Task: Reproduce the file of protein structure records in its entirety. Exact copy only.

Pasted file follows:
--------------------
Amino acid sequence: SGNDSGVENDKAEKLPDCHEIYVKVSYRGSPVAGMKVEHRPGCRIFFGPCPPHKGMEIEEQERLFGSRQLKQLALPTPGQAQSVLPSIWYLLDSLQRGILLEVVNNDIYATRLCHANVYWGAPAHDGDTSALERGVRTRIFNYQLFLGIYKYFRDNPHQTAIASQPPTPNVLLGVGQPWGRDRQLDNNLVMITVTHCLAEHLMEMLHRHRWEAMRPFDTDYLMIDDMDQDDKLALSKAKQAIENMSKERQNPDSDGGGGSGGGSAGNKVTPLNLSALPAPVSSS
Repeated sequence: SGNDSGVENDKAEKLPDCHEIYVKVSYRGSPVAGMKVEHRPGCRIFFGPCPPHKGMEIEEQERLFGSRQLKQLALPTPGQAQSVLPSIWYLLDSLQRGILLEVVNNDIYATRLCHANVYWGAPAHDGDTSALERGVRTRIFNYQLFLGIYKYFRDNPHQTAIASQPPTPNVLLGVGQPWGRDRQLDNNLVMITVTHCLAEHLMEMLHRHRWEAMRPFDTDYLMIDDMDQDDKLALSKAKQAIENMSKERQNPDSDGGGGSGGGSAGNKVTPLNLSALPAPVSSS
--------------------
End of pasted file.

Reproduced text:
Amino acid sequence: SGNDSGVENDKAEKLPDCHEIYVKVSYRGSPVAGMKVEHRPGCRIFFGPCPPHKGMEIEEQERLFGSRQLKQLALPTPGQAQSVLPSIWYLLDSLQRGILLEVVNNDIYATRLCHANVYWGAPAHDGDTSALERGVRTRIFNYQLFLGIYKYFRDNPHQTAIASQPPTPNVLLGVGQPWGRDRQLDNNLVMITVTHCLAEHLMEMLHRHRWEAMRPFDTDYLMIDDMDQDDKLALSKAKQAIENMSKERQNPDSDGGGGSGGGSAGNKVTPLNLSALPAPVSSS
Repeated sequence: SGNDSGVENDKAEKLPDCHEIYVKVSYRGSPVAGMKVEHRPGCRIFFGPCPPHKGMEIEEQERLFGSRQLKQLALPTPGQAQSVLPSIWYLLDSLQRGILLEVVNNDIYATRLCHANVYWGAPAHDGDTSALERGVRTRIFNYQLFLGIYKYFRDNPHQTAIASQPPTPNVLLGVGQPWGRDRQLDNNLVMITVTHCLAEHLMEMLHRHRWEAMRPFDTDYLMIDDMDQDDKLALSKAKQAIENMSKERQNPDSDGGGGSGGGSAGNKVTPLNLSALPAPVSSS